But not everyone slept as soundly the night before the final day of this NBA season.

For plenty of teams on both sides of the conference divide this is the biggest night of the regular season. For teams still fighting to get into the playoffs and jockeying for postseason positioning, it all comes down to these final 48 (or more) minutes.

The constantly changing playoff picture is still a bit fuzzy for much of the field.

For some the math is simple — win and you are in. That’s the scenario the Pelicans are facing here tonight at Smoothie King Center (vs. San Antonio, 8 ET, League Pass). The Pelicans and Oklahoma City Thunder enter tonight 44-37, but New Orleans holds the tie-breaker over OKC. As such, the Pelicans need to at least finish tied with the Thunder record-wise, but a win tonight can secure them the 8th and final spot in the Western Conference.

The Spurs are locked in a fight to the finish for the No. 2 seed in the West behind the No. 1 seed Golden State Warriors, who locked up that top spot weeks ago and have not looked back. Knock off the Pelicans and the Spurs clinch the Southwest Division and secure that No. 2 spot. Lose and they could tumble to the No. 5 or 6 seed.

So much for that maintenance program Spurs coach Gregg Popovich is famous for employing with his veteran stars. There is too much at stake for all of the teams in that 2-through-7 mix.

In the Western Conference, the Warriors (No. 1 seed), Portland Trail Blazers (No. 4, but no home court) and Dallas Mavericks (No. 7) already have their seeds locked in.

In the Eastern Conference, the Atlanta Hawks (1), Cavaliers (2), Washington Wizards (5), Milwaukee Bucks (6) and Celtics (7) are set.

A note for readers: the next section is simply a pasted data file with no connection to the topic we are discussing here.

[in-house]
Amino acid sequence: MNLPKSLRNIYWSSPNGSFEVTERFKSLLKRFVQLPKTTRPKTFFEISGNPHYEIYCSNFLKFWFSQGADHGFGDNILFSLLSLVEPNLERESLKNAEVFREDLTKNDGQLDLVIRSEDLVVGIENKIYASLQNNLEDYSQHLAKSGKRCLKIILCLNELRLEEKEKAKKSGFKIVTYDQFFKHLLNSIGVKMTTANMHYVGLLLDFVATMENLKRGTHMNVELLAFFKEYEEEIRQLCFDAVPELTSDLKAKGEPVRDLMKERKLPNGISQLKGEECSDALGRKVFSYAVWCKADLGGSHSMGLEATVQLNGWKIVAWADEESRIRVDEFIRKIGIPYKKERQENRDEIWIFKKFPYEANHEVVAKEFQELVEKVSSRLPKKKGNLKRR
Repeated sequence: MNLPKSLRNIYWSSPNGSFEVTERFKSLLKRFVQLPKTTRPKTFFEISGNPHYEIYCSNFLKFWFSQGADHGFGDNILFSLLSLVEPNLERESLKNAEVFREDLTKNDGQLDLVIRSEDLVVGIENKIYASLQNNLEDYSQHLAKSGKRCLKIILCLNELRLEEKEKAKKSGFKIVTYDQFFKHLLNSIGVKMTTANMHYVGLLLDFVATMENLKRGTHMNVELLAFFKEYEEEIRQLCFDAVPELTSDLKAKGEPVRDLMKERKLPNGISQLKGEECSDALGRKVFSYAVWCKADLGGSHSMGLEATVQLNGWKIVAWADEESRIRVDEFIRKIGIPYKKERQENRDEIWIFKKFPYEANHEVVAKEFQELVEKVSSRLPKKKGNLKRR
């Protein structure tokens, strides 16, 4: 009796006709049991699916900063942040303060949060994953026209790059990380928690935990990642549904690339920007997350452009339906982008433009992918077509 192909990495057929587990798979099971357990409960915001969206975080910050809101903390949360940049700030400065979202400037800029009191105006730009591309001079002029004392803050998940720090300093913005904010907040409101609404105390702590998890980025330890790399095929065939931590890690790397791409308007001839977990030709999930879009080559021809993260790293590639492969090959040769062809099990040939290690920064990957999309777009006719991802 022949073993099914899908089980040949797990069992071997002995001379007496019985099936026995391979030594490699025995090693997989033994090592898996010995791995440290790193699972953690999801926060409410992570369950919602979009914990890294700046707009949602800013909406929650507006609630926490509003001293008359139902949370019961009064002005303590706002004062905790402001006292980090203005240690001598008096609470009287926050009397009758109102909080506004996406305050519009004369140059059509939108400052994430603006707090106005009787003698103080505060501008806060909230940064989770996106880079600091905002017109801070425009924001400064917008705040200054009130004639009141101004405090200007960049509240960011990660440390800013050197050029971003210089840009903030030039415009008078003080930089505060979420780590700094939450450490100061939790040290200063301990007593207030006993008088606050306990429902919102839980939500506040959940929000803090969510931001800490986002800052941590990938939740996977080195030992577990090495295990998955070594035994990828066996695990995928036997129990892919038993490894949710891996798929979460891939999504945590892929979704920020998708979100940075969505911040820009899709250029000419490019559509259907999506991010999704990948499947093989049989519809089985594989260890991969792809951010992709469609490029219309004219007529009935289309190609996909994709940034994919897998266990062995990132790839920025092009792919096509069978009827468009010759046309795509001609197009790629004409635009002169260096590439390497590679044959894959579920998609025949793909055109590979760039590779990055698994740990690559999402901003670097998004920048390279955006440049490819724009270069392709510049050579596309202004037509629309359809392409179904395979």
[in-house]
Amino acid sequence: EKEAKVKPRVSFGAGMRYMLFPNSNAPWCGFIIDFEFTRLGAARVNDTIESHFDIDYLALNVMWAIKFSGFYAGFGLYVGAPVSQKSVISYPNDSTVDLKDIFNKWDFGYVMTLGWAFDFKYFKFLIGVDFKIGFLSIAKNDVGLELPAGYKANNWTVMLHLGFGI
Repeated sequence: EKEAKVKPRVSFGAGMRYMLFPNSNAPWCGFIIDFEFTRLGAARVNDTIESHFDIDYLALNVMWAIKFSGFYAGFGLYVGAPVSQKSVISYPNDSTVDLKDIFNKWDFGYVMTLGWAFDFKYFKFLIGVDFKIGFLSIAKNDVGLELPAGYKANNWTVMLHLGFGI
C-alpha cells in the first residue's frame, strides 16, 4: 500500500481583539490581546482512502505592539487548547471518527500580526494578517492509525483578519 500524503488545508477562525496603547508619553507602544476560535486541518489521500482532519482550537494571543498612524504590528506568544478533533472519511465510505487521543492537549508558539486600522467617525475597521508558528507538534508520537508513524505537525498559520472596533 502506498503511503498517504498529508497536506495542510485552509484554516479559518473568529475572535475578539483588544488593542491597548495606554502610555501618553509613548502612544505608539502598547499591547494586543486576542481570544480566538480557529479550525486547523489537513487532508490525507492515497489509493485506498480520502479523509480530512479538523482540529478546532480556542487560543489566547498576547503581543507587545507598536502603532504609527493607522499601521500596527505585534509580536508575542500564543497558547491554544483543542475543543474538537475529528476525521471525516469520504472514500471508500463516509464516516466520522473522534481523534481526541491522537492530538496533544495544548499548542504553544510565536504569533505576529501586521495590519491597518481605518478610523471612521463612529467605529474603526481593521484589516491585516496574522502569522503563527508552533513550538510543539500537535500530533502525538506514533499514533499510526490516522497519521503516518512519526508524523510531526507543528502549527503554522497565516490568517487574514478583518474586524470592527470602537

A quick look at what is at stake for teams still caught up in the crosshairs on the final night of the season

Houston (vs. Utah, 8 ET, League Pass): James Harden and the Rockets need a win over an improved Utah Jazz team, plus a loss by the Spurs, to secure the No. 2 seed and the Southwest Division title. The Rockets could finish with 56 wins, third most in franchise history behind the 1993-94 NBA championship team that won 58 games and the 1996-97 team that won 57.

L.A. Clippers (season complete): They’ve handled their business, winning seven straight games to finish the season and 14 of their final 15, only to have to sit and watch tonight to see who they’ll face in the first round. The Clippers can finish as high as No. 2 (if the Rockets and Spurs lose tonight) and no lower than No. 3 and will host their first-round series. Their opponent? It could be Memphis, the Rockets, Spurs or Dallas Mavericks.